The shirt was the one that Cruyff wore that night, and it was his final ever appearance for the Aztecs and also his last ever game on English soil.
And Graham was the one who backed him up; the steely yin to the great man’s masterly yang, and was also the number 15 to Cruyff’s famous number 14.
Graham will be sorely missed by friends, fans and family, and we wish he was still with us.
Graham Day R.I.P. (22 November 1953 – 8 February 2021)
What is it exactly that stirs football enthusiasts to follow the game in so many different ways? How can it be that supporters see the same match but experience such a varying range of responses? Why do some watch the game for fun, others become engrossed in tactics, and others hide away in trivia?
In an exciting and enthralling match on Saturday week, Rovers gave a very good impression in running Premier League side Sheffield United close, losing an FA Cup tie 3-2 behind closed doors.
Our club has a reasonable track record in recent years against The Blades. Indeed, the only time I have seen a Rovers player score a League hat trick was against the very same United in the 1970s; I was right behind the goal at the Muller Road End at Eastville as, with two minutes remaining, Wayne Powell rose to head home from close range a curling right wing cross and seal a 3-1 victory.
Other stattos gleaned further details via this Cup clash. Two former RB Leipzig players were in the opposition side, in Ethan Ampadu and Oli Burke, and the former is one of only 41 players who made their Football League bow before their 16th birthday, the most recent being Exeter City’s Ben Chisene against Cambridge United in January 2020. This exclusive list, maybe against the odds, includes two players in blue and white quarters (Ronnie Dix and Scott Sinclair).
But the nugget of glistening trivia I gleaned from this FA Cup encounter was to do with twins. You see, Ben Osborn, who featured for Sheffield United, has twin sisters, Bethan and Holly; but why on earth would that be of any interest to anyone?
Well, because there is a long tradition amongst all clubs of celebrating those from all walks of life and those from so many backgrounds, and believe it or not, twins do play a role in Rovers’ long and complex history.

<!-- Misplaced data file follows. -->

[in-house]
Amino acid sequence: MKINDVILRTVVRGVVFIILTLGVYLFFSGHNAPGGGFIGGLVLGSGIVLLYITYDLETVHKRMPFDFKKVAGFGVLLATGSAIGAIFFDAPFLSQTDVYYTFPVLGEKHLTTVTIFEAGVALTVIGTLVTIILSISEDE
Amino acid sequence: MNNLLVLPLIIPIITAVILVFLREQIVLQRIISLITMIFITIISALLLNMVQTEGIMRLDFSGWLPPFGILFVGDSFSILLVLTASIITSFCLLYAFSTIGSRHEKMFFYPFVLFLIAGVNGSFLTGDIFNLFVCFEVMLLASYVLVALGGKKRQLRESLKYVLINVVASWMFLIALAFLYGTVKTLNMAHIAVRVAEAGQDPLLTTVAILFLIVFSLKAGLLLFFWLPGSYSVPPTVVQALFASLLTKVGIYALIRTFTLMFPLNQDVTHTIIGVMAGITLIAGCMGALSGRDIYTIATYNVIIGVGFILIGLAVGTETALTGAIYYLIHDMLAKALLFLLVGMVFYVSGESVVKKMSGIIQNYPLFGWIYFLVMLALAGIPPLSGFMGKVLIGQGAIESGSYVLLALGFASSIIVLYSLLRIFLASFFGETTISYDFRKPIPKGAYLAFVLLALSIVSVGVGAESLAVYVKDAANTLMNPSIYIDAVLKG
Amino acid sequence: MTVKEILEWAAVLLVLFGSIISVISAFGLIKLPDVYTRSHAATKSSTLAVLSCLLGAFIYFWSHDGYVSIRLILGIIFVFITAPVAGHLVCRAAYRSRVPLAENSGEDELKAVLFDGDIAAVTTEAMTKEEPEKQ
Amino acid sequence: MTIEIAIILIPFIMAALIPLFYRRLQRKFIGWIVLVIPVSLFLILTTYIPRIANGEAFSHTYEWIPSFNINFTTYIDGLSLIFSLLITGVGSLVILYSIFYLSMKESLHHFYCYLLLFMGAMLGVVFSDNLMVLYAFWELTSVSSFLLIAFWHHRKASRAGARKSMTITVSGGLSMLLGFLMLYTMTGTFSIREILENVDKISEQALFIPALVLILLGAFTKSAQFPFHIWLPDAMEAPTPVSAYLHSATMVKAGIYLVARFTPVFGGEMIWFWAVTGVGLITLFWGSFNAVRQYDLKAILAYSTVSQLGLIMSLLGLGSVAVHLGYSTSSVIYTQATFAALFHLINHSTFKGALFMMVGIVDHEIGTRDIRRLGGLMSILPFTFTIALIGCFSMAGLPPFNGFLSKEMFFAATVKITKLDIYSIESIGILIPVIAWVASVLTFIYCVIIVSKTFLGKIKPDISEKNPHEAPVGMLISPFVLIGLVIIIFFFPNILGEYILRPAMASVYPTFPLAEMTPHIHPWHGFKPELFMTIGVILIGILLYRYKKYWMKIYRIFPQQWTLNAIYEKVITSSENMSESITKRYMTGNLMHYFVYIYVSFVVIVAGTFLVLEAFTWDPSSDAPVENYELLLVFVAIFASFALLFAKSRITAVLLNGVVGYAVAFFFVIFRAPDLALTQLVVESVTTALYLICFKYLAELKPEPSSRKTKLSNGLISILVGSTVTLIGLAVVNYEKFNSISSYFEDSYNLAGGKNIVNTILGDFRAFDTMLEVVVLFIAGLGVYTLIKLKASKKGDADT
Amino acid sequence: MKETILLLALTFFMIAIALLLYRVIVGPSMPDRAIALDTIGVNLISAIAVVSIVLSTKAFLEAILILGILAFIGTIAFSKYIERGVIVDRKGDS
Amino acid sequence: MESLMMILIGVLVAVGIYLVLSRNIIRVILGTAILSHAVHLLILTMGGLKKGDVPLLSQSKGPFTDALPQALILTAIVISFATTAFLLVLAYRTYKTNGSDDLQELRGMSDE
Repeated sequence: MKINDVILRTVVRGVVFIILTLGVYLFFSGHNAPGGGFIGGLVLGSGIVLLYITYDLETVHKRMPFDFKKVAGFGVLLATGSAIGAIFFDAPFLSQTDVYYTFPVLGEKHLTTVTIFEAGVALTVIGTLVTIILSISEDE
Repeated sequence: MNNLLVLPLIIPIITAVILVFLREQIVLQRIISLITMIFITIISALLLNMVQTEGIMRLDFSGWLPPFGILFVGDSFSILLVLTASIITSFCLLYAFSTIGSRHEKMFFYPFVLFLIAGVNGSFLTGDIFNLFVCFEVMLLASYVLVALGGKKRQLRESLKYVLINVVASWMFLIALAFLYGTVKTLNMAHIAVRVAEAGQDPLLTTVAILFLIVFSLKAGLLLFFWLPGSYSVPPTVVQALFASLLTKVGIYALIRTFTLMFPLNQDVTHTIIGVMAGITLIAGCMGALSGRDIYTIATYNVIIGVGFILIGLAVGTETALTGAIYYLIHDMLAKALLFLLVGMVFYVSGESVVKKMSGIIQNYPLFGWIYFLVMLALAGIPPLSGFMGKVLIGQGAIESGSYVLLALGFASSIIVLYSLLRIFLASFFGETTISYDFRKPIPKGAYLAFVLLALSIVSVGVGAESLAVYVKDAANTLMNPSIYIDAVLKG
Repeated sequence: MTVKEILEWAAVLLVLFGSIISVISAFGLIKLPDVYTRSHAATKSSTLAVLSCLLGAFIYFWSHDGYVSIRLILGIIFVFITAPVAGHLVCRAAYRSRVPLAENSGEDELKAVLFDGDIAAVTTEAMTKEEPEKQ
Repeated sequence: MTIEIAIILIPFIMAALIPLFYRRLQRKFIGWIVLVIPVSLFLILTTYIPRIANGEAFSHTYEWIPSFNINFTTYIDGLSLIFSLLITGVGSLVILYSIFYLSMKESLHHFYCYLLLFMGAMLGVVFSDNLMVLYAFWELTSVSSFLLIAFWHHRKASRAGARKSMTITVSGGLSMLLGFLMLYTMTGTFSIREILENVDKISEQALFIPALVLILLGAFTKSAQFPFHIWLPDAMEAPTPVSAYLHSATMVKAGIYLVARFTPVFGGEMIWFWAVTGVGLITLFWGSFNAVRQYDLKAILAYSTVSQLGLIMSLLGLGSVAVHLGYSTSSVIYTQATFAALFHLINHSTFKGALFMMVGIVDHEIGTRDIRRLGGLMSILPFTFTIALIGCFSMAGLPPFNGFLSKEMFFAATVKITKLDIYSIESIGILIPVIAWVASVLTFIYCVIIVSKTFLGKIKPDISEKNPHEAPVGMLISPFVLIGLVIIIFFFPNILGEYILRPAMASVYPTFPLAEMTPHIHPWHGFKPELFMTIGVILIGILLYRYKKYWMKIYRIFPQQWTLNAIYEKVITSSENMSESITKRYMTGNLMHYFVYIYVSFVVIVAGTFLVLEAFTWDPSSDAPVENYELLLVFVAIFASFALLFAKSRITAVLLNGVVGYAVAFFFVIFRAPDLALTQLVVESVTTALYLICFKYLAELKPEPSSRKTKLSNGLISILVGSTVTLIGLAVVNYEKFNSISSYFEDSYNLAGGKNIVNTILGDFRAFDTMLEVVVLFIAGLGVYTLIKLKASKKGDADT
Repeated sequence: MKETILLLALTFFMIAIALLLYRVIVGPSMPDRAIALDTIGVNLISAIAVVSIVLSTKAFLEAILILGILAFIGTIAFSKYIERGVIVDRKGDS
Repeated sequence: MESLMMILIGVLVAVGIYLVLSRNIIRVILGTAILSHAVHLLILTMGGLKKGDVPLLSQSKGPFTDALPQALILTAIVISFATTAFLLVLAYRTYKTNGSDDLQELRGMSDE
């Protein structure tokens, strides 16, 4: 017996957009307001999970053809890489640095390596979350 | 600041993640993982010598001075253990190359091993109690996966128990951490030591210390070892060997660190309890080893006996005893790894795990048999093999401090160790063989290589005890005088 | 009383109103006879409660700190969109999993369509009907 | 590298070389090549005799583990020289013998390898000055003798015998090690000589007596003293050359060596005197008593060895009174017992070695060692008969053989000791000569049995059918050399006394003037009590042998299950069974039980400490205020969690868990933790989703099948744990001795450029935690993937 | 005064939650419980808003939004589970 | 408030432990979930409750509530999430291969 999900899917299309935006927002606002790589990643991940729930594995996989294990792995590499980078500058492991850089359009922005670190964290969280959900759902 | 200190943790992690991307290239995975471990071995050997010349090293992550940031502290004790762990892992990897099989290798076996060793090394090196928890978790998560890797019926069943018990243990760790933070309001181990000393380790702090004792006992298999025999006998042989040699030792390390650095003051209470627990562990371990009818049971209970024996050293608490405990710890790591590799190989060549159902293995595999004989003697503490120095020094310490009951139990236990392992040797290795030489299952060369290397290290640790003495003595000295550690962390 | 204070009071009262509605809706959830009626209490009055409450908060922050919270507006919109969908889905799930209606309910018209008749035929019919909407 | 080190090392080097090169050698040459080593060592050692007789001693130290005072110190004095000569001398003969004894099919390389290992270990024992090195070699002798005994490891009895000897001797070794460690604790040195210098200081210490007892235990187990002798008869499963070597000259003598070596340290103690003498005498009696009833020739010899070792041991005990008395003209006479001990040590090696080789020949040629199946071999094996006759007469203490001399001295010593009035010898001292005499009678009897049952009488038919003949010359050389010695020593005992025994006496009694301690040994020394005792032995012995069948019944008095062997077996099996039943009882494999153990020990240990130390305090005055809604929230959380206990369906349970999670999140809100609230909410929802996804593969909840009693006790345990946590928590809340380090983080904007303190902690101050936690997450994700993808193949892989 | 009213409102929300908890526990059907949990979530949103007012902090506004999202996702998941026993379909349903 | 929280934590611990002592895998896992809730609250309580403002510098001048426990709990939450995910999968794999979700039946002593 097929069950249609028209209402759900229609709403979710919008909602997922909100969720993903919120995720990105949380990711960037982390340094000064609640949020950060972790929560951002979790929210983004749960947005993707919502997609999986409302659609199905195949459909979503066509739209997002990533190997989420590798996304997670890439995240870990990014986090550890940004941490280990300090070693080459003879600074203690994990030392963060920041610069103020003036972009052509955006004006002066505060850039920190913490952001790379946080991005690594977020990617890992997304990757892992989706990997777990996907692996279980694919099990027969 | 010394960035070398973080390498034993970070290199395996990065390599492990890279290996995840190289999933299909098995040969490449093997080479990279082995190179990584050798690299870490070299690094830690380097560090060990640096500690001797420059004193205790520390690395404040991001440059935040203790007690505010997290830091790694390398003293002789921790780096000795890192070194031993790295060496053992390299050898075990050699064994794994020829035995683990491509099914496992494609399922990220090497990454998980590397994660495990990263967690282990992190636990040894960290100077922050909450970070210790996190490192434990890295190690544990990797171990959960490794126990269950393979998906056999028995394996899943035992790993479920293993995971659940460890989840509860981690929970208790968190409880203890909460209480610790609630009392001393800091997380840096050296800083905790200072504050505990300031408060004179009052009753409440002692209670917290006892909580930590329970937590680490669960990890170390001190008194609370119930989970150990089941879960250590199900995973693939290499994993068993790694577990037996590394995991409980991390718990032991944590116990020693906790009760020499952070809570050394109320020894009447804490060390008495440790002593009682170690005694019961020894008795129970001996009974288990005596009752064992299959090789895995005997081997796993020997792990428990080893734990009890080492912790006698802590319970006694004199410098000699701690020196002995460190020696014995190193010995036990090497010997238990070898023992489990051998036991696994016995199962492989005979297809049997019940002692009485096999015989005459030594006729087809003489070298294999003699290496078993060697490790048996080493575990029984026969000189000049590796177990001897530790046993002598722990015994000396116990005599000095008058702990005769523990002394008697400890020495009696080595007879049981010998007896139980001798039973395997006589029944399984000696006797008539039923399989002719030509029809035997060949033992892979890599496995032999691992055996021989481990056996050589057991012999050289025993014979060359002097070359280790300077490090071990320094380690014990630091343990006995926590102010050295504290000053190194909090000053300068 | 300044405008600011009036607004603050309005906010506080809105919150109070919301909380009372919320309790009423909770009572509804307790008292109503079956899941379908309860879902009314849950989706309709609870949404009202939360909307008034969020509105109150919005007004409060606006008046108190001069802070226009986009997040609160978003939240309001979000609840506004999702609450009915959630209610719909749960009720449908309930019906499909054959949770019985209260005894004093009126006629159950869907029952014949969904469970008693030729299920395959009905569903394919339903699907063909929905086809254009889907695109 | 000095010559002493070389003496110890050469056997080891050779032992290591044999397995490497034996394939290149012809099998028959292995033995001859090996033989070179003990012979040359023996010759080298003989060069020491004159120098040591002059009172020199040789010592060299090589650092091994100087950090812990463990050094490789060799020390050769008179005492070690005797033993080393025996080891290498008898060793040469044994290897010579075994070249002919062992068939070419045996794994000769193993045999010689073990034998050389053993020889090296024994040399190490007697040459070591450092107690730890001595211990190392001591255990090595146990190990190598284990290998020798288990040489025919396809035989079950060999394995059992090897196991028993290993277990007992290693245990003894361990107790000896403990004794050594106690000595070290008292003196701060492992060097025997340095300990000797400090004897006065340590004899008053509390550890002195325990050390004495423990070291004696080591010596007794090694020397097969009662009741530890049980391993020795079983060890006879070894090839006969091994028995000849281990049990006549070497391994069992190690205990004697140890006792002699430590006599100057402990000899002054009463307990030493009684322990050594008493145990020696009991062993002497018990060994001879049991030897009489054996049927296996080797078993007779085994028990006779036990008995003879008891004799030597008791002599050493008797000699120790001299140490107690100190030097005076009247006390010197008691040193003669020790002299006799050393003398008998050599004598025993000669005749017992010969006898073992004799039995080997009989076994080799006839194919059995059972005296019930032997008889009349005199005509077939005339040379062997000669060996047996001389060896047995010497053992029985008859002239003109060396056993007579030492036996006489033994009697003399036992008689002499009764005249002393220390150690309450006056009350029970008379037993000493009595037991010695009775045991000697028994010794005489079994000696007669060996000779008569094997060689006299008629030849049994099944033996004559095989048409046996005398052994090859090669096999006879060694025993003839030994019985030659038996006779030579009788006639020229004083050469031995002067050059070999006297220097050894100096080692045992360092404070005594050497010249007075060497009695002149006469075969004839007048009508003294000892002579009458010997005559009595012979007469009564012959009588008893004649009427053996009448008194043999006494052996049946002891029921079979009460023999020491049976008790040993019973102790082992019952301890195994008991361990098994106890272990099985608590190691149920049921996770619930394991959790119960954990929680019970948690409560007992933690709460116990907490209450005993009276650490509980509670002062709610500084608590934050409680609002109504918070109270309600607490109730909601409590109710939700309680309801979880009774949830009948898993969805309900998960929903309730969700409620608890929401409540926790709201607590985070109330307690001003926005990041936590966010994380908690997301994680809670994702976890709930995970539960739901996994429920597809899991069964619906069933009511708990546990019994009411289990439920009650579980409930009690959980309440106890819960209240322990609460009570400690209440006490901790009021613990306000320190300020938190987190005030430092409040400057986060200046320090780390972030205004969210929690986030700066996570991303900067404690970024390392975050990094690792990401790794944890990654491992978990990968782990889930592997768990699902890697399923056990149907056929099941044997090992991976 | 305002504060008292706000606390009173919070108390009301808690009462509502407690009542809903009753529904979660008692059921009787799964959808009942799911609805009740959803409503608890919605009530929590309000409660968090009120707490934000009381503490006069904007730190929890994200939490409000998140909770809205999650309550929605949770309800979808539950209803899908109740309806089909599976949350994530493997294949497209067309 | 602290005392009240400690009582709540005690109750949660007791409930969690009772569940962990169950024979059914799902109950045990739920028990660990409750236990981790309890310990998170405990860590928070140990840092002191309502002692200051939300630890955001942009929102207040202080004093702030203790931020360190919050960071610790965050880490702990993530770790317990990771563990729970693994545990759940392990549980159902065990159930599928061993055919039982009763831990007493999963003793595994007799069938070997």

Not one but three separate pairs of twins have played alongside each other against Rovers in Football League matches. George (died 2015) and John Fisher (died 2013) were born on 19th June 1925 and both played in the two Millwall games against Rovers in 1948/49. 25th September 1956 marks the birthday of Paul (died 2016) and Ron Futcher, who played together for Luton Town against Rovers on six occasions between 1975 and 1978. And finally, identical twins Ian and Roger Morgan were born on 14th November 1946 and played three times together for QPR against Rovers between 1964 and 1967.
In addition, the recent League Cup tie at Craven Cottage, in which Ellis Harrison’s goal saw Rovers defeat Fulham 1-0, featured Fulham’s 17 year old twins Ryan, who came on as substitute, and Steven, who played from the start.
Twins Alan Reeves (Chester) and David Reeves (Carlisle United and Bolton Wanderers) never played alongside each other but both scored Football League goals against Rovers, and Phil Turnbull, who played for Gateshead against Rovers in December 2014, is a twin of Stephen Turnbull, formerly of Hartlepool United.
But are any Rovers players twins?
Well, yes, they are. Twins Gary and Craig Clarke, born in Boston, Lincolnshire in November 1960, were both on Rovers’ books, although only Gary played for the first team. Ray White, who played three times in goal for Rovers in 1968/69, has a twin brother Peter. Frankie Prince, virtually an ever present through the 1970s with Rovers, has a twin sister Ellen, and in the final season before World War One, Joe Caddick (1884-1956) scored seven goals in 27 games with Rovers; whilst his twin sister Mary did not feature…